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Employment Law Case Update: How to support an employee with dementia
- AuthorEmployment Team
Our Employment Law team today reviews the case of Hutchinson v Asda Stores Ltd 2021 in which the Employment Tribunal (ET) considered the genuinely delicate question of whether an employee suffering with dementia was unfairly dismissed and subject to age and disability discrimination.
Mrs Hutchinson, 75, had been an employee of the company since 2000. In 2017, her son noticed that she began to show signs of dementia. In late 2019, she was then admitted to hospital for an unrelated condition. Upon her return to work, her colleagues noticed she would often lose and forget things. On one occasion she had to walk to work after forgetting where the bus stop was.
She was given the opportunity to speak to the company’s Occupational Health department or have her manager speak to her family. Mrs Hutchinson refused both options.
During lockdown, Mrs Hutchinson was forced to isolate, owing to her clinically vulnerable age. Her manager delivered shopping to her while she was shielding and contacted her to check on her wellbeing.
The ET found that during conversations with her manager, Mrs Hutchinson was asked if she wanted to retire, something which upset her and made her feel unwanted.
When Mrs Hutchinson returned to work in July 2020, her manager became concerned about her performance and had to remind her about social distancing. Mrs Hutchinson was also confused about whether she would take the bus home or whether her daughter would pick her up. Before leaving, Mrs Hutchinson could not find her keys or her bus pass. Another employee rummaged through her bag to find them for her. The ET concluded that, despite this being done with the best intentions and despite Mrs Hutchinson being initially grateful, her dignity had been violated - which constituted disability-related harassment.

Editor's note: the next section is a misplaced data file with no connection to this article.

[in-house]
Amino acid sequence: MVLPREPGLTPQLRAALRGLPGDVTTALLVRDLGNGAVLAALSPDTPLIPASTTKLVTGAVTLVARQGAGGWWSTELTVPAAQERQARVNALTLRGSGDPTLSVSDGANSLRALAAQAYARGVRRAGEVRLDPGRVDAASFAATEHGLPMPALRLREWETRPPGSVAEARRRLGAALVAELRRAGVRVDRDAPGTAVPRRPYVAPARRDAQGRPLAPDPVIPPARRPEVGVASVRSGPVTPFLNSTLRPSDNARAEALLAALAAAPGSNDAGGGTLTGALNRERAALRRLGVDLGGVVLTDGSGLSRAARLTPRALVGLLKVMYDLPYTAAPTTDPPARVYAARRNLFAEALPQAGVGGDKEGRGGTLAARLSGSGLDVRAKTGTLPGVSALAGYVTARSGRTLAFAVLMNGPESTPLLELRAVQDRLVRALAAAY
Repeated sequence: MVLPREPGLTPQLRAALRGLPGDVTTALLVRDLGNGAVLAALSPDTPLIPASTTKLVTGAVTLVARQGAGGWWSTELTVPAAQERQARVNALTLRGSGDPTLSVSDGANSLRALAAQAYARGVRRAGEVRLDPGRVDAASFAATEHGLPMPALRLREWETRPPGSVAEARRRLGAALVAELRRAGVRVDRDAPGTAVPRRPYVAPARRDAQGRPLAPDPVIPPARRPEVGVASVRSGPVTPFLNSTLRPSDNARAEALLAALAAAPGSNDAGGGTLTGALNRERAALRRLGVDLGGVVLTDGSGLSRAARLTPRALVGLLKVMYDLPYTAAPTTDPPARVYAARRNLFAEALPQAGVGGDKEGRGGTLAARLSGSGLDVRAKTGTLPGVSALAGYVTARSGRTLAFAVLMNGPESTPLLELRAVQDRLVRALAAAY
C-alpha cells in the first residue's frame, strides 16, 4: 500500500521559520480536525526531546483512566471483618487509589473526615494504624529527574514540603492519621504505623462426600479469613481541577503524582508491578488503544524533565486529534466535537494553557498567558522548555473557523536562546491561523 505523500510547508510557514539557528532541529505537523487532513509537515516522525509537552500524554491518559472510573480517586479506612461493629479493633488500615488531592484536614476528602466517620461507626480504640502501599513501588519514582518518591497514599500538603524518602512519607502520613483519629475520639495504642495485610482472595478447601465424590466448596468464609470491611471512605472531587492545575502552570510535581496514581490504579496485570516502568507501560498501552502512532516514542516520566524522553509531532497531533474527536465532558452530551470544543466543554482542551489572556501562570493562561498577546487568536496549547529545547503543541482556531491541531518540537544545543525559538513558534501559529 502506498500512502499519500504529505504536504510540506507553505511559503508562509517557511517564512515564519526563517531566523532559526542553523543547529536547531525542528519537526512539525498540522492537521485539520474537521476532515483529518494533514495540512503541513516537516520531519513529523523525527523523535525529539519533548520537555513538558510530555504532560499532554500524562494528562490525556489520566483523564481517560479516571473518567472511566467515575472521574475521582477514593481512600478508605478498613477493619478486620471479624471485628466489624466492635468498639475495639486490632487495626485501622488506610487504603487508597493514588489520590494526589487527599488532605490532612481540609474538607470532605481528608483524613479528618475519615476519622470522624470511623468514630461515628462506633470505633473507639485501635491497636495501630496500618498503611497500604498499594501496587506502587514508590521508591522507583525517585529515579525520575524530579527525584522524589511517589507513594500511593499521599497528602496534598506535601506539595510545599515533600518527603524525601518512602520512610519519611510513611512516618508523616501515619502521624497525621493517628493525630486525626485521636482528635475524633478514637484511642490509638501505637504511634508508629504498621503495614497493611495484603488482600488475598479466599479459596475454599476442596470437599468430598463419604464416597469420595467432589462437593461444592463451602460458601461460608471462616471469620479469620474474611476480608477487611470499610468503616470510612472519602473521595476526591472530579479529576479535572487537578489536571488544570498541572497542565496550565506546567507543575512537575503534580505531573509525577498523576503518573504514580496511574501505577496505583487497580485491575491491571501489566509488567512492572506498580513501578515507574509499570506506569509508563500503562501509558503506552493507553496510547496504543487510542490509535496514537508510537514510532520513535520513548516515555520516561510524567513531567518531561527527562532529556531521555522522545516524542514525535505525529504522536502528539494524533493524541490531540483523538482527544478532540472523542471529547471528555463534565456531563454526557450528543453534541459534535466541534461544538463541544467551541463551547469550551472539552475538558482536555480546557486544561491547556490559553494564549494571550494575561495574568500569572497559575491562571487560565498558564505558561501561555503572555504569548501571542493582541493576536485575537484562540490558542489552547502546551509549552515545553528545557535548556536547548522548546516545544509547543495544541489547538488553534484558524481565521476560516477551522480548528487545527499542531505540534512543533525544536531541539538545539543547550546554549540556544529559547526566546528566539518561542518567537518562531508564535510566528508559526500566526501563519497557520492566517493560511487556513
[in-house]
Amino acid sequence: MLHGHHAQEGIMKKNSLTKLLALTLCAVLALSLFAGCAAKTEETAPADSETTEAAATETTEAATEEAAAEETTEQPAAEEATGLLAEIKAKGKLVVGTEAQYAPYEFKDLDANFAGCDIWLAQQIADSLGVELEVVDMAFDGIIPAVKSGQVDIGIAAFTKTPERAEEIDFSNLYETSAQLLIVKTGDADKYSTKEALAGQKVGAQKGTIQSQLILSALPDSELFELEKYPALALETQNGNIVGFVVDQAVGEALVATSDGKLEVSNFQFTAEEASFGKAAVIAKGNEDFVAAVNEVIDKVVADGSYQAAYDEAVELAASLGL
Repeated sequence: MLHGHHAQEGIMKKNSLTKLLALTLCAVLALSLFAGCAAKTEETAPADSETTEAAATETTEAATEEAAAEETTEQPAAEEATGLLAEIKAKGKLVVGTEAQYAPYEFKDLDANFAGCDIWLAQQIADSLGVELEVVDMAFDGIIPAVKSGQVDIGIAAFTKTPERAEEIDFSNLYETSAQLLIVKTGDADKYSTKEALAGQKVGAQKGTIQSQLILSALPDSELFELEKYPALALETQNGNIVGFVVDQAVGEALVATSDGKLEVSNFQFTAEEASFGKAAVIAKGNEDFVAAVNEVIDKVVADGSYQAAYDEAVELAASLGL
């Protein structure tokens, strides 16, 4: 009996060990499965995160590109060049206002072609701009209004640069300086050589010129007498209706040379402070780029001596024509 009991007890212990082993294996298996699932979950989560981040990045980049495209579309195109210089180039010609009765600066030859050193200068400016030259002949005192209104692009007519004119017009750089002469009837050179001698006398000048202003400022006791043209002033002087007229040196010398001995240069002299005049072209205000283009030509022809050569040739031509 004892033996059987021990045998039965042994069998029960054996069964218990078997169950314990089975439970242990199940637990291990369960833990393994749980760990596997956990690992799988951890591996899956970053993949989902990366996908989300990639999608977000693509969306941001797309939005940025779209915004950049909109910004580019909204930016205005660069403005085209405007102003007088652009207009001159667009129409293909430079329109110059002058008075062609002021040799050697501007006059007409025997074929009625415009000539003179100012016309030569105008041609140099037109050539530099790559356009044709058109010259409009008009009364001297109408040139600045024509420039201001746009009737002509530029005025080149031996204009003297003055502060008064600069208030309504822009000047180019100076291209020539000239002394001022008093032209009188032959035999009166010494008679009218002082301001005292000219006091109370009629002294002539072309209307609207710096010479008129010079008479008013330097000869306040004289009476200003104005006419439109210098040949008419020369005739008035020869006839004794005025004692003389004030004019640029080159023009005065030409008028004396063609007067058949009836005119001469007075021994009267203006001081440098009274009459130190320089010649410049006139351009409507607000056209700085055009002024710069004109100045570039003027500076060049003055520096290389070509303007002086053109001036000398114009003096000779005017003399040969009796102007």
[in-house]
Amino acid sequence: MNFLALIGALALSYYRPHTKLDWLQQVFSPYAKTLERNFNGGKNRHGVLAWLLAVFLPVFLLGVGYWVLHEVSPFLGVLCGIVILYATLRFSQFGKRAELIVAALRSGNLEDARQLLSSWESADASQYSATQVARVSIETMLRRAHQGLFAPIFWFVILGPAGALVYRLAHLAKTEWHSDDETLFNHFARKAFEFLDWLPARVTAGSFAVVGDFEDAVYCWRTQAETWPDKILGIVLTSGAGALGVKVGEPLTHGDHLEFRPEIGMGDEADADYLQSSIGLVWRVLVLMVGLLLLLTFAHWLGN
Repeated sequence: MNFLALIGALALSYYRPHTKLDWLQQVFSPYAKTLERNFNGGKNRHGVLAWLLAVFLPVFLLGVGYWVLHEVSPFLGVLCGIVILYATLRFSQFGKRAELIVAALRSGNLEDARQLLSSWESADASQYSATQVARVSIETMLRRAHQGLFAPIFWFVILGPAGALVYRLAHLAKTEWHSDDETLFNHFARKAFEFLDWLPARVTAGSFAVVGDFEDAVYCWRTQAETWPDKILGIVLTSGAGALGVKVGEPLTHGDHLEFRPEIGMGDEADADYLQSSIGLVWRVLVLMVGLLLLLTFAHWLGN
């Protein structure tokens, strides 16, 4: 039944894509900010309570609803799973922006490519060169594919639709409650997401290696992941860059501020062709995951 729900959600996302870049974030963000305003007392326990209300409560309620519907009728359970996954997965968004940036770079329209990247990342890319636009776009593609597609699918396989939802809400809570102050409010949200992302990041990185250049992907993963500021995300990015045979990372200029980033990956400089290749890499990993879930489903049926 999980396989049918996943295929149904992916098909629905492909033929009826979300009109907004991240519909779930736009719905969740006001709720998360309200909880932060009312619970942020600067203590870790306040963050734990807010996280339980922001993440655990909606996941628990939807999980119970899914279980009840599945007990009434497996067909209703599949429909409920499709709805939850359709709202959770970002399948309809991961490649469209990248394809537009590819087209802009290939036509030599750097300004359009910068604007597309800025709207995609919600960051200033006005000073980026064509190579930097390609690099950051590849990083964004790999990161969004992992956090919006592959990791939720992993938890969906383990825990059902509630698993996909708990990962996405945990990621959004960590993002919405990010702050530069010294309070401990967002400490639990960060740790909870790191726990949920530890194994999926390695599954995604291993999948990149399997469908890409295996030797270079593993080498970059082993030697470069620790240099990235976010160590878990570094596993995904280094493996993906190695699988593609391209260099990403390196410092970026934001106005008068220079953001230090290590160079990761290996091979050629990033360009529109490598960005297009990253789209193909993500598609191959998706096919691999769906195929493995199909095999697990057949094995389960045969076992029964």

Her manager and another colleague held a meeting to determine if there was anything the store could do to support Mrs Hutchinson. This caused her to become upset and aggressive saying she did not need help and if she did she would ask for it. Her manager asked if she would speak to Occupational Health which caused Mrs Hutchinson to say “I can’t do my job, I will leave”. She then left the meeting and did not return to work, having been signed off sick.
The ET was sympathetic to the position the company found itself in as Mrs Hutchinson did not want any fuss and refused a referral to Occupational Health. However, it found that the company ought reasonably to have known that Mrs Hutchinson was disabled.
The judgment read: “had the [company] referred [Mrs Hutchinson] to Occupational Health prior to her return to work there would not have been a need for her line managers to talk to her directly about her symptoms, even though this was out of genuine concern.”
The company had carried out a risk assessment on Mrs Hutchinson’s return to work after lockdown, however, this was largely a tick box exercise and was based on self-reporting and risks related to Covid-19, meaning Mrs Hutchinson’s conditions would have likely been missed.
Although Mrs Hutchison had not directly divulged she was suffering from dementia, the ET held that the company had ‘constructive knowledge of her disability given it was aware of her symptoms of forgetfulness, inability to concentrate and confusion’. The ET held that raising questions around retirement amounted to disability and age discrimination.
The case reminds employers to act cautiously in relation to older employees who are showing signs of ill-health.
A preferable way to understand an employee’s plans around retirement is to ask what their future work plans and aspirations are. Employers can also implement a retirement policy to set out a framework for employees to feel comfortable in raising discussions about their retirement plans.
If you have any questions regarding this article, you can call our Employment team today on 023 8071 7717 or email email@example.com.
This is for information purposes only and is no substitute for, and should not be interpreted as, legal advice. All content was correct at the time of publishing and we cannot be held responsible for any changes that may invalidate this article.